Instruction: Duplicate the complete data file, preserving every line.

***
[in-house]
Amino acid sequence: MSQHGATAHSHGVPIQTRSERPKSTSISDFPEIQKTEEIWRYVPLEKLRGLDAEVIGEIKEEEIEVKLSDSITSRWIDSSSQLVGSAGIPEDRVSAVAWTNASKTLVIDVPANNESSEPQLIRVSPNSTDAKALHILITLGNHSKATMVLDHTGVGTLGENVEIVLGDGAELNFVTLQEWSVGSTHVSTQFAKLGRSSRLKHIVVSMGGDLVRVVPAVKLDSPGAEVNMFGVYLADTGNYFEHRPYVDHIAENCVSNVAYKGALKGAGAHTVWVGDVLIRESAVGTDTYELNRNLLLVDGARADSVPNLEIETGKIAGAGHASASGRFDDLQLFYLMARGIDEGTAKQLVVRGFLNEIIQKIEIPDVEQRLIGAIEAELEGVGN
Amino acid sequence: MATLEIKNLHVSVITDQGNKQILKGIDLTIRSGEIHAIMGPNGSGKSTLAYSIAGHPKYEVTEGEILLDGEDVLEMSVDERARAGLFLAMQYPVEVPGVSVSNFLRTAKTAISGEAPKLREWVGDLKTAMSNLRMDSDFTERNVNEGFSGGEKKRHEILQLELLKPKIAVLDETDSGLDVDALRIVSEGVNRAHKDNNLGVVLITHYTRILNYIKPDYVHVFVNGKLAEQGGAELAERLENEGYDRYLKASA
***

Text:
[in-house]
Amino acid sequence: MSQHGATAHSHGVPIQTRSERPKSTSISDFPEIQKTEEIWRYVPLEKLRGLDAEVIGEIKEEEIEVKLSDSITSRWIDSSSQLVGSAGIPEDRVSAVAWTNASKTLVIDVPANNESSEPQLIRVSPNSTDAKALHILITLGNHSKATMVLDHTGVGTLGENVEIVLGDGAELNFVTLQEWSVGSTHVSTQFAKLGRSSRLKHIVVSMGGDLVRVVPAVKLDSPGAEVNMFGVYLADTGNYFEHRPYVDHIAENCVSNVAYKGALKGAGAHTVWVGDVLIRESAVGTDTYELNRNLLLVDGARADSVPNLEIETGKIAGAGHASASGRFDDLQLFYLMARGIDEGTAKQLVVRGFLNEIIQKIEIPDVEQRLIGAIEAELEGVGN
Amino acid sequence: MATLEIKNLHVSVITDQGNKQILKGIDLTIRSGEIHAIMGPNGSGKSTLAYSIAGHPKYEVTEGEILLDGEDVLEMSVDERARAGLFLAMQYPVEVPGVSVSNFLRTAKTAISGEAPKLREWVGDLKTAMSNLRMDSDFTERNVNEGFSGGEKKRHEILQLELLKPKIAVLDETDSGLDVDALRIVSEGVNRAHKDNNLGVVLITHYTRILNYIKPDYVHVFVNGKLAEQGGAELAERLENEGYDRYLKASA